If Ukraine qualify – by outdoing a combination of Israel, Iceland and Bosnia and Herzegovina in the play-offs – it will make a good news story and also bring another star name into the mix in the shape of their manager, former prolific forward Serhiy Rebrov (once of Tottenham Hotspur).
They would then join Belgium (new era), Slovakia (fine players but always underdogs), Romania (in fine form but a far cry from the Gheorge Hagi era) in Group E.
After an early World Cup exit, there will be plenty of eyes on Domenico Tedesco’s side who are only being tipped with the SBOTOP Euro 2024 betting odds as sixth favourites for the tournament.
Many of their ‘golden generation’ have now retired and, while this may ease the pressure on the Belgians, they are not serious contenders in my mind.
The former Belgium boss, Roberto Martínez, is now with Portugal who are favourites in Group F which they will contest along with Turkey, Czech Republic and a play-off winner.
With the ever-green Cristiano Ronaldo still their main man – this will be his final tournament – they qualified with a perfect 10 wins from 10. Turkey may be one to watch under the management of Vincenzo Montella who has caught the eye, particularly after recent away victories in Germany and Croatia.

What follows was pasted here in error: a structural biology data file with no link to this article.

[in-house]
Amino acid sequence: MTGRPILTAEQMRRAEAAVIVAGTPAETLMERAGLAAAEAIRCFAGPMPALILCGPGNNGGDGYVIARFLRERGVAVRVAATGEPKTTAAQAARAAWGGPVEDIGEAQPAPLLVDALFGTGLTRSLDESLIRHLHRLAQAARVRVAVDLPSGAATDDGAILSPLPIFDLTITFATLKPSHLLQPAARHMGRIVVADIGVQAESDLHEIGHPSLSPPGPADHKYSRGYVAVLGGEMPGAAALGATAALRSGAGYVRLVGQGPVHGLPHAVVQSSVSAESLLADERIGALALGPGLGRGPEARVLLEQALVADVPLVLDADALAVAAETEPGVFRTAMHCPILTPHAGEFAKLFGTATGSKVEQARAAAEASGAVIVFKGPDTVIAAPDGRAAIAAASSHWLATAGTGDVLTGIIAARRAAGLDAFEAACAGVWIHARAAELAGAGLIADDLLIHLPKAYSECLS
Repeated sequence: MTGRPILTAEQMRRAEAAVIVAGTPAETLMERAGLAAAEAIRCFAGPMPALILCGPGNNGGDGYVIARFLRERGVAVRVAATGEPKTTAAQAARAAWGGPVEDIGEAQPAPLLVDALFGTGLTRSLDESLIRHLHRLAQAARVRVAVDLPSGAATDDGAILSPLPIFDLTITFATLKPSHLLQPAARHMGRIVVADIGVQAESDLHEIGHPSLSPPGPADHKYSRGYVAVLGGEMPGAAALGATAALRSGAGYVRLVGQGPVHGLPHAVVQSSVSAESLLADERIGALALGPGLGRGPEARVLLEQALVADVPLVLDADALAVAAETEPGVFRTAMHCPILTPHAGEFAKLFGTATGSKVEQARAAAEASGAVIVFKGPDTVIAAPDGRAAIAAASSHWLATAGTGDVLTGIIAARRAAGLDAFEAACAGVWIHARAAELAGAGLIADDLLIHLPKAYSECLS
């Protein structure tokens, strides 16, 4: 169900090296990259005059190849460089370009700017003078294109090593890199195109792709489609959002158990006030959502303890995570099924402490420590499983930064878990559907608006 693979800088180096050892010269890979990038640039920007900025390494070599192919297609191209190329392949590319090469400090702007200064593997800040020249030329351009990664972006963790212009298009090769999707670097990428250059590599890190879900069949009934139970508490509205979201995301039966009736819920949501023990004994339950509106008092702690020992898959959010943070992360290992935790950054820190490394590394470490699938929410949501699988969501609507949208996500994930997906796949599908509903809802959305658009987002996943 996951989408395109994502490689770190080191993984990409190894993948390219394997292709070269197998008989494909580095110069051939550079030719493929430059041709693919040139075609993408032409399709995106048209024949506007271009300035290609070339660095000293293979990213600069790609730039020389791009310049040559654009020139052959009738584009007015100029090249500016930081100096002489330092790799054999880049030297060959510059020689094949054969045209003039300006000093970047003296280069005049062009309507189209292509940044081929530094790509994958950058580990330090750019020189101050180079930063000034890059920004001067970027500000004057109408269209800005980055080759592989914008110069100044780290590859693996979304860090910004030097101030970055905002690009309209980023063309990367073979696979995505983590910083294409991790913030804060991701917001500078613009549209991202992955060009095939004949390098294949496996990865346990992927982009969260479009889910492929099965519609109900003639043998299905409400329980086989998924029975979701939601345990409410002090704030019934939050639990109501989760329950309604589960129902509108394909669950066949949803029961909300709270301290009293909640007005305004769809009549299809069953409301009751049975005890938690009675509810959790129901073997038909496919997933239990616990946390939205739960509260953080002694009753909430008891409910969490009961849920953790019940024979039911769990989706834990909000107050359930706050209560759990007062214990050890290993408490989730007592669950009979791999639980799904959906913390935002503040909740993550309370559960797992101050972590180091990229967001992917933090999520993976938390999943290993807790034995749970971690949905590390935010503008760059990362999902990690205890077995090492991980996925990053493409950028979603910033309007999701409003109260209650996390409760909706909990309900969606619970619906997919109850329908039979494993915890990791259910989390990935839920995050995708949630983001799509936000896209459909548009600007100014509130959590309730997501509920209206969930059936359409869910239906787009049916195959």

As for predictions, it is always dangerous to embark on such a task – especially five months before a tournament when and when we don’t quite know the full line-up – but as I have been asked, here goes:
Euro 2024: Can Germany Give the Home Crowd Some Cheer?
Euro2024 is just over four months away folks, and the best players in Europe are set to put on the best show on earth for 30 days between June and July.
Germany are the hosts and that automatically shifts the Euro 2024 betting odds in their favour, currently making them third favourites for the title despite them sitting 12th in the FIFA World Rankings below the likes of Denmark, the Netherlands, and Portugal. But home advantage gives Julian Nagelsmann’s team a great chance to add to their three European titles.
Champions of Europe on the last occasion in 1996 in England, Germany have been pretty rubbish in recent years, eliminated at the group stage of the last two World Cups and crashing out of Euro 2020 in the Round of 16. So the passionate German fans have a lot of pent up frustration in them, and there will be a national party if they can lift the trophy on 14th July.